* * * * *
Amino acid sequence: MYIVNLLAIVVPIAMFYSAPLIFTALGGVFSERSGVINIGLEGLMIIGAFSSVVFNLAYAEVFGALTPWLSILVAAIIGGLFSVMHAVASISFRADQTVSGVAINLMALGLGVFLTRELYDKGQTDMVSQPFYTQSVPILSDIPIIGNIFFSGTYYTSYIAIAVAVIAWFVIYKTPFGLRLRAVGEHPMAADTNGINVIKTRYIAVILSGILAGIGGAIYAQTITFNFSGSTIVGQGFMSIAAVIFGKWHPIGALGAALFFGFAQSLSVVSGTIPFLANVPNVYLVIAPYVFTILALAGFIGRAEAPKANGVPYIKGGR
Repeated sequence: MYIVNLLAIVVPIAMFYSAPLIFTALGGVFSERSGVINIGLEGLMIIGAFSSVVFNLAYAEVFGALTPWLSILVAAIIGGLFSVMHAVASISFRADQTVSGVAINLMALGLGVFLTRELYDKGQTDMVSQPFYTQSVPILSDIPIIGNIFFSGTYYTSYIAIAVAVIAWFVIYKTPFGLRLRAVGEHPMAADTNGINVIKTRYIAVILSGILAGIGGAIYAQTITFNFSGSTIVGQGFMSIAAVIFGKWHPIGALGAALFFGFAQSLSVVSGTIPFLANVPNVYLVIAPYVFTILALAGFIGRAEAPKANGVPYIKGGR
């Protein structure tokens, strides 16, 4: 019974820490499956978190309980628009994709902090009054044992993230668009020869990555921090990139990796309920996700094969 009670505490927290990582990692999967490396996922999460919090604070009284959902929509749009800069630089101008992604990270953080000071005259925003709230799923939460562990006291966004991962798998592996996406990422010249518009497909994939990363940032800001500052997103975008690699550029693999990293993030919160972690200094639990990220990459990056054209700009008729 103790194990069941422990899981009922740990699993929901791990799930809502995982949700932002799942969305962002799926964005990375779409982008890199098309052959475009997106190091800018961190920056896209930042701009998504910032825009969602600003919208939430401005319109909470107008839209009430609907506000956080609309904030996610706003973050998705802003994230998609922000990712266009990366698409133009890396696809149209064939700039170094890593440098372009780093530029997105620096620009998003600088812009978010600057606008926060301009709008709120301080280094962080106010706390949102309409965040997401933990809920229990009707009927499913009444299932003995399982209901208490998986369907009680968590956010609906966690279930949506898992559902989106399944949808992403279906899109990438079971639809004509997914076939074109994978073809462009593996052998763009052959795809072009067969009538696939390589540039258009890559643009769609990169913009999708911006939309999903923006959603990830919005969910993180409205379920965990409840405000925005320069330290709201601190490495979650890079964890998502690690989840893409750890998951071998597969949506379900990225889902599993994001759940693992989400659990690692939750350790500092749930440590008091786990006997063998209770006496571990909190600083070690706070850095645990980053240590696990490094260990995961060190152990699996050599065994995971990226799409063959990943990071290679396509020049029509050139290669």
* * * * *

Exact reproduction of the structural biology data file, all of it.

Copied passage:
Amino acid sequence: MYIVNLLAIVVPIAMFYSAPLIFTALGGVFSERSGVINIGLEGLMIIGAFSSVVFNLAYAEVFGALTPWLSILVAAIIGGLFSVMHAVASISFRADQTVSGVAINLMALGLGVFLTRELYDKGQTDMVSQPFYTQSVPILSDIPIIGNIFFSGTYYTSYIAIAVAVIAWFVIYKTPFGLRLRAVGEHPMAADTNGINVIKTRYIAVILSGILAGIGGAIYAQTITFNFSGSTIVGQGFMSIAAVIFGKWHPIGALGAALFFGFAQSLSVVSGTIPFLANVPNVYLVIAPYVFTILALAGFIGRAEAPKANGVPYIKGGR
Repeated sequence: MYIVNLLAIVVPIAMFYSAPLIFTALGGVFSERSGVINIGLEGLMIIGAFSSVVFNLAYAEVFGALTPWLSILVAAIIGGLFSVMHAVASISFRADQTVSGVAINLMALGLGVFLTRELYDKGQTDMVSQPFYTQSVPILSDIPIIGNIFFSGTYYTSYIAIAVAVIAWFVIYKTPFGLRLRAVGEHPMAADTNGINVIKTRYIAVILSGILAGIGGAIYAQTITFNFSGSTIVGQGFMSIAAVIFGKWHPIGALGAALFFGFAQSLSVVSGTIPFLANVPNVYLVIAPYVFTILALAGFIGRAEAPKANGVPYIKGGR
């Protein structure tokens, strides 16, 4: 019974820490499956978190309980628009994709902090009054044992993230668009020869990555921090990139990796309920996700094969 009670505490927290990582990692999967490396996922999460919090604070009284959902929509749009800069630089101008992604990270953080000071005259925003709230799923939460562990006291966004991962798998592996996406990422010249518009497909994939990363940032800001500052997103975008690699550029693999990293993030919160972690200094639990990220990459990056054209700009008729 103790194990069941422990899981009922740990699993929901791990799930809502995982949700932002799942969305962002799926964005990375779409982008890199098309052959475009997106190091800018961190920056896209930042701009998504910032825009969602600003919208939430401005319109909470107008839209009430609907506000956080609309904030996610706003973050998705802003994230998609922000990712266009990366698409133009890396696809149209064939700039170094890593440098372009780093530029997105620096620009998003600088812009978010600057606008926060301009709008709120301080280094962080106010706390949102309409965040997401933990809920229990009707009927499913009444299932003995399982209901208490998986369907009680968590956010609906966690279930949506898992559902989106399944949808992403279906899109990438079971639809004509997914076939074109994978073809462009593996052998763009052959795809072009067969009538696939390589540039258009890559643009769609990169913009999708911006939309999903923006959603990830919005969910993180409205379920965990409840405000925005320069330290709201601190490495979650890079964890998502690690989840893409750890998951071998597969949506379900990225889902599993994001759940693992989400659990690692939750350790500092749930440590008091786990006997063998209770006496571990909190600083070690706070850095645990980053240590696990490094260990995961060190152990699996050599065994995971990226799409063959990943990071290679396509020049029509050139290669």